Rebels, Huskies Primed For Semi-Final
The Rouyn-Noranda Huskies are confident the Red Deer Rebels didn’t see the best of the Quebec Major Junior Hockey League champions last Sunday.
The Rebels gave up two early goals but took charge from there and skated past the Huskies 5-2 in Memorial Cup round-robin play.
The 2-1 Rebels and 1-2 Huskies will clash again Friday in the tournament semifinal, the winner of which will meet the 3-0 London Knights in Sunday’s 2:30 p.m. championship game.
The Huskies opened the tournament with a 5-3 win over Brandon, then lost to Red Deer 24 hours later and came out on the short end of a 5-2 count versus the Knights Tuesday.
Rouyn-Noranda GM/head coach Gillies Bouchard said Thursday that his club’s performance — at least five-on-five — against London was more acceptable than was the case versus the Rebels.
“The first game against them (Rebels) we take the lead two zero and after that we fall asleep a little bit,” said Bouchard. “It is all about mindset. If that mindset is good we play 60 minutes. Against London the mindset of the players was good. If we take the lead two zero against London we keep going for sure.
“Against Red Deer the mindset was not good, the preparation. That is the reason we let them play against us.”
Whether the Huskies will present this club with a different look in the semifinal is of no concern to Rebels GM/head coach Brent Sutter.
“I know we played well and we can’t worry about what Quebec is going to bring,” he said. “I know how we have to play and our standards and what’s acceptable for us.”
The Rebels were 6-2 losers to London in the tournament opener last Friday and after falling behind 2-0 to the Huskies, have been a different team since.
“We’ve gotten to this point because we’ve been resilient after having not a great game in our first game,” he said. “No disrespect toward London but we weren’t even close to how I know we can play.
“Then our play rose in the next game and we played real well last night (versus Brandon) by playing within the game. We played things tight, we knew there were certain guys we had to shut down.
“It was our type of game, you throw the puck at the net and get a rebound and win quickly in overtime. We accomplished what we needed to, now it’s about focusing on ourselves.”
That being said, Sutter has the utmost respect for the Huskies as he does for all three of the outside teams.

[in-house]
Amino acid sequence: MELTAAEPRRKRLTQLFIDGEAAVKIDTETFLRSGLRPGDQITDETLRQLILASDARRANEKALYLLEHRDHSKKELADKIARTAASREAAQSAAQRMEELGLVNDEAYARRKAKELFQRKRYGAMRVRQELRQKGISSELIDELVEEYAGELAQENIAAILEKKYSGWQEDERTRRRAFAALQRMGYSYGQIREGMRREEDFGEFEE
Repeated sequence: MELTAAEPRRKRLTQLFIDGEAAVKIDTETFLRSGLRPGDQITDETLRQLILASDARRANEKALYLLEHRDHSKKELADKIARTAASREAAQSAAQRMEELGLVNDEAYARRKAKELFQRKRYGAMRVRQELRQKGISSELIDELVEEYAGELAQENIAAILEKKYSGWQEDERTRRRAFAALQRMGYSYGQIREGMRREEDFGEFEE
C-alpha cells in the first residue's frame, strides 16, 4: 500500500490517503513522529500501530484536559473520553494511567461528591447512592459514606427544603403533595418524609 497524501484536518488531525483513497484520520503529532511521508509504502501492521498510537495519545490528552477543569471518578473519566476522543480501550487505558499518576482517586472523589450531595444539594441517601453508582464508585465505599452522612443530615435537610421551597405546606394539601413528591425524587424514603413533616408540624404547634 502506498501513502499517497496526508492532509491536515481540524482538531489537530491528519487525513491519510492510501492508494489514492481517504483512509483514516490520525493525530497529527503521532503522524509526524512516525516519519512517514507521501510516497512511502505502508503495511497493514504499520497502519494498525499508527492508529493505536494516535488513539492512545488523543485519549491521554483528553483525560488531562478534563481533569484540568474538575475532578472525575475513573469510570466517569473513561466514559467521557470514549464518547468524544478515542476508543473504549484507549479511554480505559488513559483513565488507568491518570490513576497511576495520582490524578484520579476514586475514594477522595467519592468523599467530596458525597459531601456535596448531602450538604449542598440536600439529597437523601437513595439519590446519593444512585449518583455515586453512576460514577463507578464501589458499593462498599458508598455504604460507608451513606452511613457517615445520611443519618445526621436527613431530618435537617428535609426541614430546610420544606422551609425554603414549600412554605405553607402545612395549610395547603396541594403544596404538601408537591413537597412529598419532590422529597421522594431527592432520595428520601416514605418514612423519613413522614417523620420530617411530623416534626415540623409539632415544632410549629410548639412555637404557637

“We know what they are as a team. Obviously they weren’t ranked where they were (No. 1 in the CHL) by not being an outstanding hockey team and winning their league,” said the Rebels boss.
“There are no easy games in this tournament. We except them to be at their best and expect ourselves to be our best.”
The Rebels potted three power-play goals in their first meeting with the Huskies.
“A big key for us (in the semifinal) will be to stay disciplined,” said Rouyn-Noranda defenceman Philippe Myers. “The last game we played them we weren’t disciplined at all and they took advantage of that.
“If we stay disciplined and play our game I don’t think we should have any problems tomorrow.”
Bouchard wasn’t expressing the same profound confidence as Myers, but insisted that his players will have to perform with consistency as well as play within the team’s identity, which revolves around speed and puck movement.
“We don’t want players to think too much,” he said. “We have to play the Huskies game. The last game (versus London) we played the Huskies game and we have to keep going and continue in that way.”
Their conquest of the Wheat Kings was a hoot for the Rebels, but less than 24 hours later forward Conner Bleackley, who set up Evan Polei’s OT winner, said he and his teammates were back on level ground.
He also insisted the Rebels can play at an even higher level than was the case against Brandon.
“You can’t get too high. We’re a confident group and everyone is just excited for what is ahead,” he stated. “But we’re going to have to be better (in the semifinal) than we were last night and we know that.
“(The Huskies) are pretty fast up front, they have some forwards with tremendous speed. They have a pretty good defence back there and a big goalie.
“We played them real well. Obviously we want a better start than we had the first game against them but I felt that was our best 50 minutes of the tournament so far and we’re going to have to be that good, if not better tomorrow.”
Red Deer fans have been loud and proud during the tournament and there is no reason to suggest the atmosphere inside the Centrium will change Friday.
“It’s pretty exciting for us players to have a crowd behind us like that,” said Bleackley. “It gives us a bit of an edge.
“Just walking around the rink it’s pretty cool to see and hear all the volunteers wishing us luck. Everybody is wishing us luck and all the best. There’s a bit of a buzz and it just keeps growing.”